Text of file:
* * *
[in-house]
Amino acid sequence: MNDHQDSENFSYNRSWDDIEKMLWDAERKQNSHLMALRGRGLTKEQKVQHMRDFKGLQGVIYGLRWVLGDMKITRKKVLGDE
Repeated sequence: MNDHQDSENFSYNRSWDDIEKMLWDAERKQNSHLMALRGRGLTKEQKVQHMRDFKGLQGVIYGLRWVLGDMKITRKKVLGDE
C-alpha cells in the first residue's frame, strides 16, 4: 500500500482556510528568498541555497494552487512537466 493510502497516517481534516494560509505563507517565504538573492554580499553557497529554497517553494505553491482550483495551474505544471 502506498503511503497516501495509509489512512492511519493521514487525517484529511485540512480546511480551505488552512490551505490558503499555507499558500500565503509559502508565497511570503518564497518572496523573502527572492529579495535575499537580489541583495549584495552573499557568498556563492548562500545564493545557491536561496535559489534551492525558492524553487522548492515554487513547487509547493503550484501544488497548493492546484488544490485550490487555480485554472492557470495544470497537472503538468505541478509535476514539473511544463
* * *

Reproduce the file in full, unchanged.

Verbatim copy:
[in-house]
Amino acid sequence: MNDHQDSENFSYNRSWDDIEKMLWDAERKQNSHLMALRGRGLTKEQKVQHMRDFKGLQGVIYGLRWVLGDMKITRKKVLGDE
Repeated sequence: MNDHQDSENFSYNRSWDDIEKMLWDAERKQNSHLMALRGRGLTKEQKVQHMRDFKGLQGVIYGLRWVLGDMKITRKKVLGDE
C-alpha cells in the first residue's frame, strides 16, 4: 500500500482556510528568498541555497494552487512537466 493510502497516517481534516494560509505563507517565504538573492554580499553557497529554497517553494505553491482550483495551474505544471 502506498503511503497516501495509509489512512492511519493521514487525517484529511485540512480546511480551505488552512490551505490558503499555507499558500500565503509559502508565497511570503518564497518572496523573502527572492529579495535575499537580489541583495549584495552573499557568498556563492548562500545564493545557491536561496535559489534551492525558492524553487522548492515554487513547487509547493503550484501544488497548493492546484488544490485550490487555480485554472492557470495544470497537472503538468505541478509535476514539473511544463